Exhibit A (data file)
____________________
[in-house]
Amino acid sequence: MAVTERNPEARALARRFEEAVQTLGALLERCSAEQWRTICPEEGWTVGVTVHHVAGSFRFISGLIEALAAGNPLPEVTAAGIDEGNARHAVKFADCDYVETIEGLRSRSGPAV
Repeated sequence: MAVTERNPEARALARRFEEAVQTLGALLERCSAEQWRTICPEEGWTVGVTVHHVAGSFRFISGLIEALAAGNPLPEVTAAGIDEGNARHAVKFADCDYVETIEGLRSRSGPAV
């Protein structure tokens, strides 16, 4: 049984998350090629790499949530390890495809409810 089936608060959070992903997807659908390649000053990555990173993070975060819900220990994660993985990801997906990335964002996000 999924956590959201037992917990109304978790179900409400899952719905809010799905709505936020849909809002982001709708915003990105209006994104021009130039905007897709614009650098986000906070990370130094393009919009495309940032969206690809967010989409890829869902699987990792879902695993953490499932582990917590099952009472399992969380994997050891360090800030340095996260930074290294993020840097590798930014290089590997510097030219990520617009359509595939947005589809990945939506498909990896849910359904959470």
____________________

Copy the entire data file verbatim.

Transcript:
[in-house]
Amino acid sequence: MAVTERNPEARALARRFEEAVQTLGALLERCSAEQWRTICPEEGWTVGVTVHHVAGSFRFISGLIEALAAGNPLPEVTAAGIDEGNARHAVKFADCDYVETIEGLRSRSGPAV
Repeated sequence: MAVTERNPEARALARRFEEAVQTLGALLERCSAEQWRTICPEEGWTVGVTVHHVAGSFRFISGLIEALAAGNPLPEVTAAGIDEGNARHAVKFADCDYVETIEGLRSRSGPAV
């Protein structure tokens, strides 16, 4: 049984998350090629790499949530390890495809409810 089936608060959070992903997807659908390649000053990555990173993070975060819900220990994660993985990801997906990335964002996000 999924956590959201037992917990109304978790179900409400899952719905809010799905709505936020849909809002982001709708915003990105209006994104021009130039905007897709614009650098986000906070990370130094393009919009495309940032969206690809967010989409890829869902699987990792879902695993953490499932582990917590099952009472399992969380994997050891360090800030340095996260930074290294993020840097590798930014290089590997510097030219990520617009359509595939947005589809990945939506498909990896849910359904959470």